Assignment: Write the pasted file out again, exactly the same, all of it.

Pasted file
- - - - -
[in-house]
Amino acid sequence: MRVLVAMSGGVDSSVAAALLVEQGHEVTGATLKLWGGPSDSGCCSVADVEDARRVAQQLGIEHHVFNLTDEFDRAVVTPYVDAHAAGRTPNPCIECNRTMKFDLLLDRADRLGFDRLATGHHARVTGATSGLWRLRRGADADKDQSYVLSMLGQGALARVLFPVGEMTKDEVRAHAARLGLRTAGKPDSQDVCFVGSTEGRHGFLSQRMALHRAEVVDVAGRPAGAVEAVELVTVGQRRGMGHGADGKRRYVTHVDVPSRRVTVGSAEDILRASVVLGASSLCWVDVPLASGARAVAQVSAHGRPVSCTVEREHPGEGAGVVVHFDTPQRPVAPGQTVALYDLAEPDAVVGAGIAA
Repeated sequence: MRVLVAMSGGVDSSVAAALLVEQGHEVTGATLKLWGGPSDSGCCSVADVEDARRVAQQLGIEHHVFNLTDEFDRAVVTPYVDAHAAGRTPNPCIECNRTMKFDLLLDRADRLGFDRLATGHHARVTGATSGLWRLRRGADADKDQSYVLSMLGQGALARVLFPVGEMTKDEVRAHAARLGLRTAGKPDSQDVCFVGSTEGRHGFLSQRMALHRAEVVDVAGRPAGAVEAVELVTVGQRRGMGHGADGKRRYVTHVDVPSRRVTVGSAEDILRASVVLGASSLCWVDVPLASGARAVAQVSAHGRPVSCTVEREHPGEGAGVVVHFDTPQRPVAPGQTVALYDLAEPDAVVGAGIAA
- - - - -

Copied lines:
[in-house]
Amino acid sequence: MRVLVAMSGGVDSSVAAALLVEQGHEVTGATLKLWGGPSDSGCCSVADVEDARRVAQQLGIEHHVFNLTDEFDRAVVTPYVDAHAAGRTPNPCIECNRTMKFDLLLDRADRLGFDRLATGHHARVTGATSGLWRLRRGADADKDQSYVLSMLGQGALARVLFPVGEMTKDEVRAHAARLGLRTAGKPDSQDVCFVGSTEGRHGFLSQRMALHRAEVVDVAGRPAGAVEAVELVTVGQRRGMGHGADGKRRYVTHVDVPSRRVTVGSAEDILRASVVLGASSLCWVDVPLASGARAVAQVSAHGRPVSCTVEREHPGEGAGVVVHFDTPQRPVAPGQTVALYDLAEPDAVVGAGIAA
Repeated sequence: MRVLVAMSGGVDSSVAAALLVEQGHEVTGATLKLWGGPSDSGCCSVADVEDARRVAQQLGIEHHVFNLTDEFDRAVVTPYVDAHAAGRTPNPCIECNRTMKFDLLLDRADRLGFDRLATGHHARVTGATSGLWRLRRGADADKDQSYVLSMLGQGALARVLFPVGEMTKDEVRAHAARLGLRTAGKPDSQDVCFVGSTEGRHGFLSQRMALHRAEVVDVAGRPAGAVEAVELVTVGQRRGMGHGADGKRRYVTHVDVPSRRVTVGSAEDILRASVVLGASSLCWVDVPLASGARAVAQVSAHGRPVSCTVEREHPGEGAGVVVHFDTPQRPVAPGQTVALYDLAEPDAVVGAGIAA